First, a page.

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Saturday, July 20, 2019

Breanna Stewart: An Up-Close Look at a 2012 Phenom, With Video Interview and Highlights

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Photo Caption: Breanna Stewart is head-and-shoulders over most of her contemporaries in the women’s high school basketball class of 2012. In this article, Full Court takes a look at the young star and gives our readers a chance to do the same in words and video.

Photo Credit: Full Court Press/Glenn MacGrady

By Glenn MacGrady

High school junior Breanna Stewart has been catching the eye of college coaches, scouts, and the women’s basketball media across the country for some time now.

“I was able to see Breanna Stewart over the Christmas break in Orlanda,” said Kenny Kallina, one of Full Court’s high school analysts and the owner of Florida Insider.  “A player that I believe to be one of the top two in the country, Stewart has a unique game with her long athletic ability and skill set. A springy athlete who can create off the dribble there is little doubt she will play at one of the nation’s elite programs and possibly be the future of the 4 position in this country,” Kallina added of the 6-3 forward out of New York’s Cicero-North Syracuse High School.

And it’s not just Full Court who thinks so. “Anytime Stewart takes the floor she leaves little doubt that she’s playing at another level than her peers,” says ESPN-HoopGurlz, which, along with other national ranking services such as Blue Star Basketball and All-Star Girls Report, currently rate Breanna Stewart as the No. 1 player in the high school class of 2012.

“Breanna Stewart is the most talented player to play for the Philly Belles since Dawn Staley in the late 1980’s,” says Kevin Lynch, national evaluator for Blue Star Basketball and long-time coach of the legendary Philly Belles AAU team, on which Stewart has played, a team which has featured such star players as Swin Cash, Crystal Langhorne, Tamika Williams and Laura Harper.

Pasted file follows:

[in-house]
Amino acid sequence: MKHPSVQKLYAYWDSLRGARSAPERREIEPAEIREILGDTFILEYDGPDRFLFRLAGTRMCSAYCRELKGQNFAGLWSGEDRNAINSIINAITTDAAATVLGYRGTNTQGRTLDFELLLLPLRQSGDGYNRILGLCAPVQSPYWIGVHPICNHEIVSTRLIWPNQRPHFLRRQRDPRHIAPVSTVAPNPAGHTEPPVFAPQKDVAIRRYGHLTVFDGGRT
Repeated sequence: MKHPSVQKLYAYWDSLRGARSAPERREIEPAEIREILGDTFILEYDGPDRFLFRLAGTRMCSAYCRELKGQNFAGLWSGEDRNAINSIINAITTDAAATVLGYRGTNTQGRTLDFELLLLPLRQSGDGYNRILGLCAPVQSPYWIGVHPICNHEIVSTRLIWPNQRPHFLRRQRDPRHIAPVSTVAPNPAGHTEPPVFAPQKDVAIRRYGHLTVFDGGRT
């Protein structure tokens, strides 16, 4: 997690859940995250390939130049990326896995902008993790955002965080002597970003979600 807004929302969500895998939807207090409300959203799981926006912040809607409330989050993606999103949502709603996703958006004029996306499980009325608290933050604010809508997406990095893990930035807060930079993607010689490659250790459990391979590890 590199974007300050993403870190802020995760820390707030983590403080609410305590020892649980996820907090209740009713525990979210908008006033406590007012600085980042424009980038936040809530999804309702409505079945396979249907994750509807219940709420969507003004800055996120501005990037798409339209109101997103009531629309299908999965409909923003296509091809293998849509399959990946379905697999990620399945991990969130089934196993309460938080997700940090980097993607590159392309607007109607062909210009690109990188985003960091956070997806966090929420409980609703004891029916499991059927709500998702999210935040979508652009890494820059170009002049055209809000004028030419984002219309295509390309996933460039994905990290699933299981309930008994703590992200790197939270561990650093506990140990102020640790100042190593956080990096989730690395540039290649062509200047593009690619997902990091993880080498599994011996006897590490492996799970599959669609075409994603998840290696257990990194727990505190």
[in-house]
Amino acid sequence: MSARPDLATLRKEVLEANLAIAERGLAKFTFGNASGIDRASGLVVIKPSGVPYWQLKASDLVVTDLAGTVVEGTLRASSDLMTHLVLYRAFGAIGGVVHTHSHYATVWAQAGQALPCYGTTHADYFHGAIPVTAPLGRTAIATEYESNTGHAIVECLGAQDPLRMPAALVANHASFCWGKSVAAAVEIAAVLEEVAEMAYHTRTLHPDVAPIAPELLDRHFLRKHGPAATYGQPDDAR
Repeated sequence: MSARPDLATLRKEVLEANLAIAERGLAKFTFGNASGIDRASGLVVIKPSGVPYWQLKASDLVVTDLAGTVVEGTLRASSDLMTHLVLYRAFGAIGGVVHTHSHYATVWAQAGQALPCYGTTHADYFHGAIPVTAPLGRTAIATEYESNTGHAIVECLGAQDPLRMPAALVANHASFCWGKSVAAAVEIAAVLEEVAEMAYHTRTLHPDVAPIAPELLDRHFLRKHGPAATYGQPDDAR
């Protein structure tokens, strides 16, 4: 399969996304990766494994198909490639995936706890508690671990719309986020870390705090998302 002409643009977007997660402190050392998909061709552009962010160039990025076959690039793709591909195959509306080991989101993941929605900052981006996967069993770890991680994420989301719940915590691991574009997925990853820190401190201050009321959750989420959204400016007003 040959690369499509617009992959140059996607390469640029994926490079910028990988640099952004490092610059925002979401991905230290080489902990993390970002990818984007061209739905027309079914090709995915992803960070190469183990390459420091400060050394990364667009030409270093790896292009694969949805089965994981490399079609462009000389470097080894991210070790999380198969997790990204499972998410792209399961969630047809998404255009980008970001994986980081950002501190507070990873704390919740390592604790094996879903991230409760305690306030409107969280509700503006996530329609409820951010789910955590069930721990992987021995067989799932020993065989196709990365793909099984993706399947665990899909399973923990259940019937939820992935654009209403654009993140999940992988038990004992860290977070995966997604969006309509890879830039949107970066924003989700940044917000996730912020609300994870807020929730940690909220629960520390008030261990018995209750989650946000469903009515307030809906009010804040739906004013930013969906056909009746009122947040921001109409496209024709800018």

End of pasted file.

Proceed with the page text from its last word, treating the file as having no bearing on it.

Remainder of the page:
“Basketball skill-wise she can do everything,” says her high school coach, Eric Smith, but “her strongest strength is her mental abilities.”

These kinds of accolades, in addition to my own prior observations of her play, brought me to the Festival of Phoenix Tournament at Kean University in Union, New Jersey, recently to capture a close-up and in-depth evaluation of Breanna Stewart. In addition to the facts and analysis presented in this article, we have embedded below a 14-minute video interview with Breanna Stewart, a five-minute video interview with Coach Eric Smith, and a 12-minute highlight video of Stewart’s performance in two tournament games.

Currently a junior at Cicero-North Syracuse High School, Stewart recalls first attracting college coach attention after her AAU play for the Philly Belles during the summer between 8th and 9th grades. While Stewart began playing varsity for C-NS as an 8th grader, Coach Smith recalls the national attention on her high school game beginning after a Christmas tournament two years ago during her freshman year.

On the court Stewart does a bit of everything for her team, playing all five positions. She jumps center, posts up down low, roams and slashes from the perimeter, and dribbles the ball up court against a full court press. She didn’t take any three-point shots during her first varsity year, but has been improving in that skill and now averages about two per game. Stewart blocks a lot of shots because of her 6-10 wingspan, and draws a lot of fouls because of her aggressive and ambidextrous attacks in the paint.